Most of the DNA mutations discussed to this point involve somatic changes that accumulate over the lifetime of an individual tumor. However, allelic variants of certain genes can be transmitted through the germline and result in an inherited predisposition to developing melanoma. Much remains to be understood about this heritable component of melanoma. Genetic linkage studies have demonstrated that rare mutations in CRCDKN2A on 9p21 segregate with melanoma susceptibility in large melanoma-prone families [68, 69]. More common physical characteristics, such as fair complexion and red hair, are also often accompanied by an increased risk of melanoma. To identify the common genetic variants underlying susceptibility to melanoma in large populations, genome-wide association studies will be particularly useful. Genome-wide association studies involve simultaneously genotyping hundreds of thousands of genetic polymorphisms in large sets of cases and controls. One recent study identified a susceptibility locus for melanoma on chromosome 20q11 by pooling 2,019 cases and 2,105 controls [85]. Additional genetic loci known to affect hair, eye, and skin MD pigmentation in Europeans show clear associations with cutaneous melanoma and basal cell carcinoma [86]. Further studies utilizing additional populations and larger cohorts will likely narrow these loci and reveal novel associations with melanoma susceptibility genes.

Further Characterization of Genetic Lesions

Even as more oncogenic mutations in melanoma become known, the precise mechanisms by which existing mutations confer tumorigenicity remain poorly understood. In vitro transformation assays monitoring proliferation, pathway activation, and anchorage-independent growth have been informative, yet these assays must be performed in the appropriate genetic background. Further, for certain types of mutations, the underlying oncogene may not always be apparent. Amplifications and deletions typically encompass many genes. To narrow down regions of copy gain or loss, one can incorporate additional genomic information. The examples of MITF and NEDD9 discussed above demonstrate how gene expression and evolutionary conservation can be successfully used to pinpoint the driver oncogene within a broader locus. However, many additional significant regions of copy number alteration remain uncharacterized. For example, a recent study identified 27 significant copy gains and losses across 101 melanoma cell lines and short-term cultures using high-density SNP arrays [23].

An additional strategy for the functional characterization of commonly amplified regions involves systematic gene knockdown by RNA interference. Though many regions harbor attractive candidate oncogenes, all constituent genes can be examined through systematic RNAi screens. For instance, one would expect RNAi knockdown of an oncogene to result in decreased proliferation of all cell lines harboring an amplification of that locus. Similarly, restoring the expression of a tumor suppressor gene that has been deleted should produce a similar anti-proliferative effect.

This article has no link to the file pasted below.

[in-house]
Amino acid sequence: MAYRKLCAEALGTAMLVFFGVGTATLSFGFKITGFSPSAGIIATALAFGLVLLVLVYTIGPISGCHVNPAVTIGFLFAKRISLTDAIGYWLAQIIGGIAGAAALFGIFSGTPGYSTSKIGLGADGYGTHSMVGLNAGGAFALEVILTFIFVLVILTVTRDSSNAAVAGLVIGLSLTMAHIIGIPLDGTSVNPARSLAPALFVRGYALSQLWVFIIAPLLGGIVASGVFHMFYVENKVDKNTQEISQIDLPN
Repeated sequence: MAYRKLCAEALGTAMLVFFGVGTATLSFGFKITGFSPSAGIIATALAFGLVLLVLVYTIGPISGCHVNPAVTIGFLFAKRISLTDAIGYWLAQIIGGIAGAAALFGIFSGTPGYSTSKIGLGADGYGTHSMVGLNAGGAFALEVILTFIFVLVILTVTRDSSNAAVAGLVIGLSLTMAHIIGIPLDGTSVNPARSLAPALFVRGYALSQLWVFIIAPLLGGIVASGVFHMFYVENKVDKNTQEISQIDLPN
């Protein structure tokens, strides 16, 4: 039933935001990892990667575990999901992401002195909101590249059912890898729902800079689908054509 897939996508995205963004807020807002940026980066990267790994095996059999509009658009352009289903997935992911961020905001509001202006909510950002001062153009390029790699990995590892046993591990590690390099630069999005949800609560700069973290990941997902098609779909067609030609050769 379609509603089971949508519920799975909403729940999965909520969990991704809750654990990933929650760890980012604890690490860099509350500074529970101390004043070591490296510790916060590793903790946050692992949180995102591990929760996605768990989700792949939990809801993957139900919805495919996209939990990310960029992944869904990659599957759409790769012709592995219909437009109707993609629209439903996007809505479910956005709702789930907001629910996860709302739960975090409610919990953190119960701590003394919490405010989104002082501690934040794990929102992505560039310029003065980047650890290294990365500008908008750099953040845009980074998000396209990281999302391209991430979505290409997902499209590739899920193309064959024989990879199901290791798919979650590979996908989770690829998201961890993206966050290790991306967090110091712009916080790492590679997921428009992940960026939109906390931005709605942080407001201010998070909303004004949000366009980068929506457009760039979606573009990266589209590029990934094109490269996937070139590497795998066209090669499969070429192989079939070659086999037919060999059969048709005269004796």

The high prevalence of particular mutations in melanoma underscores the critical roles played by the associated pathways. However, no single mutation is sufficient to lead to malignant melanoma. The interdependence among various mutations affecting different pathways needs to be further examined. From the distribution of mutations in NRAS, BRAF, and PTEN, it is clear that the MAP kinase pathway and the PI(3)K/PTEN pathway are often simultaneously targeted. The context-dependence of oncogenic mutations can be explored by RNAi screens in multiple cell lines with different genetic backgrounds [87]. Additional genes whose knockdown reduces proliferation in some, but not all, cell lines can be linked to common alterations through supervised analysis. The temporal order in which mutations occur can also be deduced from their distribution. BRAF is mutated in ~90% of benign melanocytic nevi, whereas MITF amplification is restricted to malignant melanoma [29, 44]. This suggests that BRAF mutations occur early during melanoma progression, perhaps predisposing cells to hyperproliferation following additional genetic alterations.

Next-Generation Technologies for Oncogene Discovery

Looking forward, the discovery of new oncogenes in melanoma and other tumors will largely come about from genome-scale DNA sequencing efforts. Until recently, large-scale DNA sequencing in cancer has been conducted entirely by traditional capillary-based Sanger sequencing methods [77-82, 84]. New technologies have now emerged that promise to dramatically reduce the cost and increase the throughput of DNA sequencing [88]. These massively parallel “next-generation” sequencing platforms involve the clonal amplification of millions of individual template molecules without the need for multi-well plates and large quantities of costly reagents. The short sequence reads (ranging from 20-50 to a few hundred bases) that are generated can be mapped onto the reference human genome, and the nucleotide identity at each position is determined by counting discrete reads. This results in increased sensitivity for detecting rare sequence variants, which is especially important in cancer where confounding factors such as stromal contamination and genetic heterogeneity are common [89]. The first whole-genome sequence of a cancer patient’s tumor was recently completed using massively parallel sequencing [90]. In this study, 33-fold coverage was obtained for an acute myeloid leukemia genome, and 14-fold coverage was obtained for a normal skin sample from the sample patient, leading to the discovery and validation of several novel somatic mutations. For the purposes of oncogene discovery, it is currently more economical to sequence only protein-coding regions rather than sequence across the entire genome. Several groups have developed exon capture methods for targeted resequencing to overcome the cost limitations of parallel PCR reactions [91, 92]. Consequently, it will soon be feasible to sequence all human exons (or a subset thereof) in hundreds of tumors at reasonable cost.